“Migratory birds reflect the delicate balance of nature and humanity’s relationship with it. This delicate balance, however, is endangered by the ultimate threat multiplier: climate change. It is already destroying ecosystems that these birds, as well as other species, depend on. As nations update and submit new national climate action plans in 2020, we urge them to include measures to protect biodiversity, migratory species and their habitats.”
John E. Scanlon AO
“Connectivity is a defining feature of a successful modern economy and of a healthy natural environment. No species, no place, no country can survive in isolation, but as the infrastructure for economic connectivity proliferates, we see ecological connectivity in decline, with migratory animals paying a particularly heavy price. Our future prosperity relies upon a sound economy and a healthy natural environment, and 2020, the ‘super year’ for biodiversity, offers us the opportunity to embed ecological connectivity into our strategies. If not, nature, just like an economy, will start to collapse.”
International Whaling Commission (IWC)
“'The IWC welcomes the opportunity to participate in COP13, underscores the productive partnership between our organisations and embraces the theme of connectivity, given the migratory status of so many cetacean populations.”
Convention on Biological Diversity
“It is fitting that the ‘super year’ for biodiversity, and our road together for an ambitious global framework in Kunming, begins with and at the Gandhinagar COP. The Convention on Migratory Species, and its species-specific agreements between countries, exemplifies the international cooperation needed to halt and reverse the loss of the world's biodiversity and renew the health and integrity of the ecosystems that ensure our food, water and livelihoods, the stability of the Earth's climate system, and the sustainable future of our planet. I am confident that the spirit of your deliberations and the agreements that you reach this week will set us on the road to a truly transformative global commitment for biodiversity that will build a future of life in harmony with nature.”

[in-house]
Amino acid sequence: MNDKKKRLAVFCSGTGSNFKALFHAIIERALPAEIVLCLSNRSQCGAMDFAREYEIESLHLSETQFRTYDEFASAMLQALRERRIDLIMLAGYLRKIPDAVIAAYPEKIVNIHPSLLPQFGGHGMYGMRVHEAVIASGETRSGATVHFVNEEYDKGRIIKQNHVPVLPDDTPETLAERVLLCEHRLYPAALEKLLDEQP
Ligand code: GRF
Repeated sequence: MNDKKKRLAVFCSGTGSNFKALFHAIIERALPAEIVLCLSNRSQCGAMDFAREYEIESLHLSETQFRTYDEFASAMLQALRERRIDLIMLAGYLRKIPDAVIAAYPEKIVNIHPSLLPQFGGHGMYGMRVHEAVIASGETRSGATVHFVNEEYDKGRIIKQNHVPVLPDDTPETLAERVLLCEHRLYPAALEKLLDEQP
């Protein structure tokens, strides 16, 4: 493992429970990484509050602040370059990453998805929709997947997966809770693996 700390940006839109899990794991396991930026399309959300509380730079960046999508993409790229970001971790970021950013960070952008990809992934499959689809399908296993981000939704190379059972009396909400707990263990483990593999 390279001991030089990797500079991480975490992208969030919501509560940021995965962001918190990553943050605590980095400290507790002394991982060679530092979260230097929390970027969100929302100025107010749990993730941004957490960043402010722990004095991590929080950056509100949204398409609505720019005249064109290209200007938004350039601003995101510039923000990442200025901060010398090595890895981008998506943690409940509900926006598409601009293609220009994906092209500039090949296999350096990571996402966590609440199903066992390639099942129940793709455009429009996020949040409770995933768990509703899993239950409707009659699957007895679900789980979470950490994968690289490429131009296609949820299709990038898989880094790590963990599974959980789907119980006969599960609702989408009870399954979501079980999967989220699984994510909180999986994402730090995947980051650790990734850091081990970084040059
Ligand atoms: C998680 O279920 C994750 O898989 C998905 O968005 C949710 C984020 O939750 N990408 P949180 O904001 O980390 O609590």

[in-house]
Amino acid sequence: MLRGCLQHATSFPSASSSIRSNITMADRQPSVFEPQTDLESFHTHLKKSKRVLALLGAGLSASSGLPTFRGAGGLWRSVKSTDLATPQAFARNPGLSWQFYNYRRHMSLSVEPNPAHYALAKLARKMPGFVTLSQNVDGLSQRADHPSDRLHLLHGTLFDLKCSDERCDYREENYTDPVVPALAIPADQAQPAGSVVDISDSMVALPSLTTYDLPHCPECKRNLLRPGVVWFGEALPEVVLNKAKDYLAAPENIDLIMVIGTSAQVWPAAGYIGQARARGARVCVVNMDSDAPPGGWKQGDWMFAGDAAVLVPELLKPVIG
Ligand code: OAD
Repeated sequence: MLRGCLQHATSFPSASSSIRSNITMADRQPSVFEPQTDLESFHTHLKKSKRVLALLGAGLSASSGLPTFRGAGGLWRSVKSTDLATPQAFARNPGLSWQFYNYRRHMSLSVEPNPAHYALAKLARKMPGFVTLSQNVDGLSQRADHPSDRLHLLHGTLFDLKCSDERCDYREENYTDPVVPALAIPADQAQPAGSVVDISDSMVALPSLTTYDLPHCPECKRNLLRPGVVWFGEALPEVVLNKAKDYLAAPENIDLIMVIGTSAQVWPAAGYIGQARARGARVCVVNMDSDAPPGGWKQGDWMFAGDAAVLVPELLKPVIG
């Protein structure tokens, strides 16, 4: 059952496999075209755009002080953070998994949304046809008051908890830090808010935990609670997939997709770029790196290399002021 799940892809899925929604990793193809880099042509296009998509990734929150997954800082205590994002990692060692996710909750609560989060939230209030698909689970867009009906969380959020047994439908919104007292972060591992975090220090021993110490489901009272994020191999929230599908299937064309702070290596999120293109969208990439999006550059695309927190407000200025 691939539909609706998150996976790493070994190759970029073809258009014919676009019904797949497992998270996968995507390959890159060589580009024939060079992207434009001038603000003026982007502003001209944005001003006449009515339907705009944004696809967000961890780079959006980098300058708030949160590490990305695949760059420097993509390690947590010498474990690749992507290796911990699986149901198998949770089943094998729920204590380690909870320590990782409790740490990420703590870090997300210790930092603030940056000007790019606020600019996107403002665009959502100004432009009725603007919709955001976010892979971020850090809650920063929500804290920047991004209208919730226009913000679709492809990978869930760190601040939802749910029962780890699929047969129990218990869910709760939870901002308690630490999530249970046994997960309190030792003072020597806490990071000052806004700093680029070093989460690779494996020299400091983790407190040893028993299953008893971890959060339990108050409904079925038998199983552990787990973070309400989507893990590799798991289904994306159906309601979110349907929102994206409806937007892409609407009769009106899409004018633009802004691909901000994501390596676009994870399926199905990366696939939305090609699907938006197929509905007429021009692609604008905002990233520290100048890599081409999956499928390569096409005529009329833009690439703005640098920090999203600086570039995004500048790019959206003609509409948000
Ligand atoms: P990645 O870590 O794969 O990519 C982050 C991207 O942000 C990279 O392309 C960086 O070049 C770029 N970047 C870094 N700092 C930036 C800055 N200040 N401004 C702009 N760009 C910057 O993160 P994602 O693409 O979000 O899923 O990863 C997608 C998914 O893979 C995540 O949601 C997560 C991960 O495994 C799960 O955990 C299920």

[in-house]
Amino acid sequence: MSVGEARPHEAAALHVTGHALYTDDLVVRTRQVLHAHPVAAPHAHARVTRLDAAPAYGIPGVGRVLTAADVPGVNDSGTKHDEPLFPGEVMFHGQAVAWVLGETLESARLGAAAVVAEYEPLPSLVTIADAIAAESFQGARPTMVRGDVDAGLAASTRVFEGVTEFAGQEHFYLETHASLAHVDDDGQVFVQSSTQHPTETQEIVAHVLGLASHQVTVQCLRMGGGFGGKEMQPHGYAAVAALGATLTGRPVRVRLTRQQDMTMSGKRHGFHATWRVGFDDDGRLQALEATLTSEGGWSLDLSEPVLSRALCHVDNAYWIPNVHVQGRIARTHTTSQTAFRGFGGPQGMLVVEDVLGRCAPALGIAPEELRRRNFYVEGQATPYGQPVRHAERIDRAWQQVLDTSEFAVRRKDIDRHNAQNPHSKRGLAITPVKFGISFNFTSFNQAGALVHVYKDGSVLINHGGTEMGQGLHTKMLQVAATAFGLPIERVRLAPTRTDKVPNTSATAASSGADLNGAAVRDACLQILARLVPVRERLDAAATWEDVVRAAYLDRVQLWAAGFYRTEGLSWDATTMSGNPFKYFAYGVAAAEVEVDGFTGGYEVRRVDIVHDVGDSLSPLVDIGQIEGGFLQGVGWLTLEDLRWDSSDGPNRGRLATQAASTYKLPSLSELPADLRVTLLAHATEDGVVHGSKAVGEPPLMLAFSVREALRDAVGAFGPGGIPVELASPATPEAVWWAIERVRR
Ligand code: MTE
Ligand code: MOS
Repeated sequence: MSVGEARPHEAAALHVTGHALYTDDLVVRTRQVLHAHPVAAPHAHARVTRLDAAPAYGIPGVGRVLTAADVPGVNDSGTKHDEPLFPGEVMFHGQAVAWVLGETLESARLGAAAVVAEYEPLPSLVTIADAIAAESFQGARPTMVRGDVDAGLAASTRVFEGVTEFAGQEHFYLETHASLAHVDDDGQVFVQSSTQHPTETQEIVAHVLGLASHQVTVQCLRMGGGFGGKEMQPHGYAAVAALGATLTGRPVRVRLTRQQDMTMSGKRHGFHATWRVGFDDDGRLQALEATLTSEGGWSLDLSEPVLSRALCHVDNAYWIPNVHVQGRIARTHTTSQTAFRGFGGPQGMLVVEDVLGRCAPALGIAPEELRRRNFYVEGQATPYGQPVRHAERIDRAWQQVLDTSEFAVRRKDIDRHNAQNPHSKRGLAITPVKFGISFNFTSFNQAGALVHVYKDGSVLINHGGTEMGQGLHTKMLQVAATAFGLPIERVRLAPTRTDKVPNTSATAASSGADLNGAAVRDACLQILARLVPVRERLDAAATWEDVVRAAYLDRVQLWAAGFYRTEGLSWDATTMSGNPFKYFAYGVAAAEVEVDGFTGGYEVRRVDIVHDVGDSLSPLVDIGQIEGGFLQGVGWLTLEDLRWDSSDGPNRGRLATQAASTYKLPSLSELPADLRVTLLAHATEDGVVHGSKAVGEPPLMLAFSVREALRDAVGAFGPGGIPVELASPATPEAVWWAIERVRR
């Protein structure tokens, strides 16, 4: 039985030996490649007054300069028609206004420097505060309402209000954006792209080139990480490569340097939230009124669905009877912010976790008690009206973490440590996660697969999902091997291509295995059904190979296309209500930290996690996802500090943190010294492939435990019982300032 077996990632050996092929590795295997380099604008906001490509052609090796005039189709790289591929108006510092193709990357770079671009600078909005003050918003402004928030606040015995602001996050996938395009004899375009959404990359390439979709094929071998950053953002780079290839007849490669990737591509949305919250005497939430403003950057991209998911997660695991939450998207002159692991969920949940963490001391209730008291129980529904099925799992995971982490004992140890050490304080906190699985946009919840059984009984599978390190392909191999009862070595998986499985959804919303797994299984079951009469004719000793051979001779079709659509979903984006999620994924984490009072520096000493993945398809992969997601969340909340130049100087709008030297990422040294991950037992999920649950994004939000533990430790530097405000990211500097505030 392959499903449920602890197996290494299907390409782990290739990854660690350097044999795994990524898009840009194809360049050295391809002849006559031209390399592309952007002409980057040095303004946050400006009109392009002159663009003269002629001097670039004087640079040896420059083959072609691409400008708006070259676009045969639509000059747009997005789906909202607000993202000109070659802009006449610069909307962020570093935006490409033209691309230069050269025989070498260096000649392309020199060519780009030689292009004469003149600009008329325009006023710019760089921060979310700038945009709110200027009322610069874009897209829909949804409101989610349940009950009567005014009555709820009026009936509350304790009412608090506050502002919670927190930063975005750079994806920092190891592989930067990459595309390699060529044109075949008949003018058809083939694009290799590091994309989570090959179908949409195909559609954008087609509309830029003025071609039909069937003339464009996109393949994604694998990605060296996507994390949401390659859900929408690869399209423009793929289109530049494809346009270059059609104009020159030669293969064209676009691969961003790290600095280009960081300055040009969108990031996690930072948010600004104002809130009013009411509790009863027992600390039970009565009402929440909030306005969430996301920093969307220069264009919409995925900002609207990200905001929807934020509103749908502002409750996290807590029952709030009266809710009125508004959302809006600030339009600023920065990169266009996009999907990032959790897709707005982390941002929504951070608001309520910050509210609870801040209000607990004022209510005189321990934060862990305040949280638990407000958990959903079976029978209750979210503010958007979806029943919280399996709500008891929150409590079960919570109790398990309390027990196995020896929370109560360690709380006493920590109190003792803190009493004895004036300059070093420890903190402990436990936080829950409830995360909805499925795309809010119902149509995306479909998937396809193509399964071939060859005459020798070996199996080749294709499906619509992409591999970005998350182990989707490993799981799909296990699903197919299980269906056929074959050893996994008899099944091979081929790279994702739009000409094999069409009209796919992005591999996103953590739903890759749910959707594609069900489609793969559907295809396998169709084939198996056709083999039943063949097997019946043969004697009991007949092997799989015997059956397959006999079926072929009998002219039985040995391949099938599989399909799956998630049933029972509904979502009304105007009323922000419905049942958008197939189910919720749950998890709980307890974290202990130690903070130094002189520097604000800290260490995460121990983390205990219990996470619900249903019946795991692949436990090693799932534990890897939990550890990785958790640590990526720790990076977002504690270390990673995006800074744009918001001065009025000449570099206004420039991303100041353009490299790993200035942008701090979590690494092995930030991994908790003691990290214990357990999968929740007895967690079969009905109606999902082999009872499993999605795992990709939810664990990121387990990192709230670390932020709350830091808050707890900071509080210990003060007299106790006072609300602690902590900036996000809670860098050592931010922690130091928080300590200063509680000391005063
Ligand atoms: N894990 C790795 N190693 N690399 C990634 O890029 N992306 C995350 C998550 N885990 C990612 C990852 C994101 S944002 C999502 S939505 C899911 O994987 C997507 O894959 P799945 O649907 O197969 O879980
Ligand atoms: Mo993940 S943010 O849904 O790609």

Yuan Liu, Francisco Perez
Convention on International Trade in Endangered Species of Wild Fauna and Flora (CITES)
“The biodiversity ‘super-year’ gives Parties the opportunity to take stock and commit to a transformative biodiversity agenda under each of the biodiversity-related Conventions. The Convention on International Trade in Endangered Species of Wild Fauna and Flora, the Convention on Migratory Species of Wild Animals and the Convention on Biological Diversity, for example, share a common vision to conserve and sustainably use biodiversity and its components, which is recognised by the respective Parties in their Strategic Visions. Governments, industry, civil society, academia and all citizens working together on shared objectives at all levels will make possible the achievement of the ambitious goals of the post-2020 global biodiversity framework. The time to act is now; we can no longer ignore the increasing threats to biodiversity from loss of habitats to overexploitation of animal and plant species to climate change.”
Martha Rojas Urrego
“Migratory species whether birds, fish, turtles and mammals depend on a vast and interconnected network of freshwater, marine, and coastal wetlands, as an important habitat to stopover, feed and breed. Yet currently, wetlands are disappearing three times faster than forests. Eighty seven per cent have been lost in the past 300 years and 35 per cent since 1970.
Wetland conservation, sustainable use and restoration must be at the heart of the post-2020 global biodiversity framework. All countries must be encouraged to collaborate across borders and regions, if we are to reach our common biodiversity ambition in 2020 and beyond.”